Using Real Court Cases to Teach Students Persuasion

Using Real Court Cases to Teach Students Persuasion
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I have taken real court cases (like Casey Anthony, Scott Peterson, etc.) and changed the names of the people involved in order to keep the students from figuring out what case they are arguing. Then, the students are assigned the case and whether or not they are the prosecution or the defense. Once they complete the worksheet about their strongest evidence, students complete an opening and closing statement for their case. Then, they present their arguments to the class, who are the jury members. After the presentation, the jury votes, and then we discuss why the jury voted the way it did. After all of the cases have presented, we discuss how they have just completed a persuasive essay due to the fact that the opening statement is the introduction, their evidence is their body paragraphs, their rebuttals become another body paragraph, and the closing statement becomes their closing statement.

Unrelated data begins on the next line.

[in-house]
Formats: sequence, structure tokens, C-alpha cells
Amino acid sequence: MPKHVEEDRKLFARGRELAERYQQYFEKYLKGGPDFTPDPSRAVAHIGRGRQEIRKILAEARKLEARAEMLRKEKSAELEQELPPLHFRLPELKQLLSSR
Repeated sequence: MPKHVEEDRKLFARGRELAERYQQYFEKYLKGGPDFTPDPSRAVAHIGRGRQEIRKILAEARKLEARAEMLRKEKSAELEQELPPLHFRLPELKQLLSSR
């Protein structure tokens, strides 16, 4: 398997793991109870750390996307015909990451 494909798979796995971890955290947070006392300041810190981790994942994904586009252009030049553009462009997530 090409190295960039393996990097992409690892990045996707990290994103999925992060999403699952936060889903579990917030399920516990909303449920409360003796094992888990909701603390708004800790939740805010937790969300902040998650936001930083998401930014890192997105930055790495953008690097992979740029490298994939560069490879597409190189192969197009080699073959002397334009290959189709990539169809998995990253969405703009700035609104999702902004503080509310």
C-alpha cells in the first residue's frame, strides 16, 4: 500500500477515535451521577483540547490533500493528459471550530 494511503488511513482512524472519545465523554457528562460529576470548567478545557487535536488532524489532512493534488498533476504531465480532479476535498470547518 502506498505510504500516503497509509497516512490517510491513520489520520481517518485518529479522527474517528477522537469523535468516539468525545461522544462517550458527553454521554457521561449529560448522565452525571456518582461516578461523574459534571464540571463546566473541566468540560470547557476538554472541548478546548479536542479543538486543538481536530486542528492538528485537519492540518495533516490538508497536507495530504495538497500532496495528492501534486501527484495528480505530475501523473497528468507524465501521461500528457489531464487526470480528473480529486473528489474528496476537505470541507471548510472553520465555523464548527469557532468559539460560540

In the end, the students see how easy it truly is to write a persuasive essay when they get over the fear of writing and actually enjoy the subject matter.

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